Guenther is the guy that moved the rookie Burfict to WILL from backup middle backer in 72 hours in the wake of Thomas Howard's Thursday torn ACL in 2012 and he nearly led the league in tackles then. In 2013, Guenther trained safety Taylor Mays for nickel backer the week before the regular season.

So when three backup linebackers played the final three quarters in Indy, Guenther had bigger fish to fry.

"I think the fire has been there. I think they have to understand that we can play better," he said. "We know we can play better. That's the frustrating part of it, that we're off here and off there a tick. But we know we can play better. And we should. It's a division game, it's in our stadium, how can you not be excited?"

Guenther showed them tape of the first three games, back in the halcyon days when they allowed 33 points and got off the field nearly 70 percent of the time on third down. In the last three games, the foe has been on the field at least 39 minutes and run at least 78 plays. Too much for a beat-up defense giving up 107 points.

"I think they understand that we have to play with energy all the time, we have to run to the ball all the time, we have to know assignments all of the time," Guenther said. "When we do that, we're hard to beat. That's what we did in the first three games. We tackled well, we played with great energy, we ran to the football, we took blocks on, we covered guys, the whole thing. There's ups and downs in the NFL. That's what I told them. There's ups and downs for every team.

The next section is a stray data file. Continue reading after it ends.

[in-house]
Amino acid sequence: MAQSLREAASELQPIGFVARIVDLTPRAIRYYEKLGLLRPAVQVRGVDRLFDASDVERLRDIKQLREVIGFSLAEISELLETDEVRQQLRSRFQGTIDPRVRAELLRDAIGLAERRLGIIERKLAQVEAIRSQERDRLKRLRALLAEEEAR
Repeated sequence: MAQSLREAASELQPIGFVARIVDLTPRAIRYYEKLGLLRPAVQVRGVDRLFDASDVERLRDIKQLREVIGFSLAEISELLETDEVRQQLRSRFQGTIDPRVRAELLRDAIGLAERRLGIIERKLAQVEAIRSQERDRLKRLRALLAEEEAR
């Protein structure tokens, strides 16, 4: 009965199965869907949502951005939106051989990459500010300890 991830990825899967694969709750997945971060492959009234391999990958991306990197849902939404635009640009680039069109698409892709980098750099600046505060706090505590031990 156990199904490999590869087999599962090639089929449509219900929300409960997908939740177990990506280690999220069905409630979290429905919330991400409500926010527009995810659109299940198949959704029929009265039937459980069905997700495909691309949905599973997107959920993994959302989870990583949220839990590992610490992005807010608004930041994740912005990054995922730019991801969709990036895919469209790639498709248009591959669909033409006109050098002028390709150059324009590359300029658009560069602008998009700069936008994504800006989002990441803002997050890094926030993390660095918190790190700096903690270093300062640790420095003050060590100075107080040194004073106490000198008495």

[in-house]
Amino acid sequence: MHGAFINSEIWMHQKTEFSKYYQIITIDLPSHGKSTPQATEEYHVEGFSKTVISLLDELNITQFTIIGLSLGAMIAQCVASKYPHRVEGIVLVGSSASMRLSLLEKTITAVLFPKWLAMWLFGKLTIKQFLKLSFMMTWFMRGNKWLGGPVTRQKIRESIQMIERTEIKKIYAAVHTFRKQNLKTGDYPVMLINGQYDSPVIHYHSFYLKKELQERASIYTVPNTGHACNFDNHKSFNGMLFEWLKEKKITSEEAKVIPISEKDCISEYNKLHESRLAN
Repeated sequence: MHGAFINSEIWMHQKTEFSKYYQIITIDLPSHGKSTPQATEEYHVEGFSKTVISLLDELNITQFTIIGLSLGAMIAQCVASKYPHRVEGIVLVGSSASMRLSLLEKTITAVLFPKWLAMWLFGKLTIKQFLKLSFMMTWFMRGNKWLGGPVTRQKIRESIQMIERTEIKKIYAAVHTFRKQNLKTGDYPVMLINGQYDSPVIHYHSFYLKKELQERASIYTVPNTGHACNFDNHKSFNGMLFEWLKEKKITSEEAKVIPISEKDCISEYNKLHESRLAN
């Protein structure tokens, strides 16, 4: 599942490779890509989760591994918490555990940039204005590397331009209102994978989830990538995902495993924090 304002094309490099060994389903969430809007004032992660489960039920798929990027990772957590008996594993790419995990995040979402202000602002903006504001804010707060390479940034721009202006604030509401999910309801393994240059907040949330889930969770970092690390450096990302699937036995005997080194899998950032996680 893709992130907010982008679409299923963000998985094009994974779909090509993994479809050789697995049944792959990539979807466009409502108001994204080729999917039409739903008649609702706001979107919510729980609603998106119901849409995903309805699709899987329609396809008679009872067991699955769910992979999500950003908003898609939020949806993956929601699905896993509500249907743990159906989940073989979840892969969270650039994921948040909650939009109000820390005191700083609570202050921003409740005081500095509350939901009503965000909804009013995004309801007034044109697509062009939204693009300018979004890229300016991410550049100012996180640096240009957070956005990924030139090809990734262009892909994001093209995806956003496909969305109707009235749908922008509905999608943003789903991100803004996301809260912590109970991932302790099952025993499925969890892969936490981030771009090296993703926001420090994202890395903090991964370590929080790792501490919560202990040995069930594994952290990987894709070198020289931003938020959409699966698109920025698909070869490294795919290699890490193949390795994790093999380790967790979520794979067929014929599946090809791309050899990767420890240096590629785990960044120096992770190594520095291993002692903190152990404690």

"When you get in a little rut, the good teams can't come out of it but the great teams come out of it. The average teams stay there and stay in the rut, and the great teams know how to pull themselves out of it. I have to help get them out of it, and the players have to take the lead on that, too, and in the locker room. They need to say hey we need to start playing better and get our (butt) going."

In those 240 snaps the last three weeks, they've had their quarterback, Burfict, for 43 percent of the plays. He got knocked out of Sunday's game late in the first quarter when he tackled Colts quarterback Andrew Luck sticking his helmet in Luck's chest on a scramble and got a cervical strain.

In the opener he got a concussion in similar fashion when he hit Ravens quarterback Joe Flacco in the chest back in the pocket. His second concussion the next week came when teammate Emmanuel Lamur accidently kneed him in the head and put him out for two games. And he was cleared to return against Carolina after a helmet-to-helmet hit with Panthers running back Fozzy Whittaker as he made the tackle.

"Well, change your throwing motion, change your tackling form, you've got to do it," Guenther said. "It's not the easiest thing, I'll tell you that. It isn't easy, but he's got to understand the ramifications of it."

And the Luck play wasn't the only one Guenther saw.

"There's one earlier in the game where he kind of ducked his head on the guy running out to the perimeter there," he said. "I talked to him as his position coach way before all this happened. Like I said, it does us no good with him sitting on the sideline after five snaps. It does us more harm than good. So he's got to learn to do it for him and for the team and for everyone involved."

Ravens Week never unfolds softly.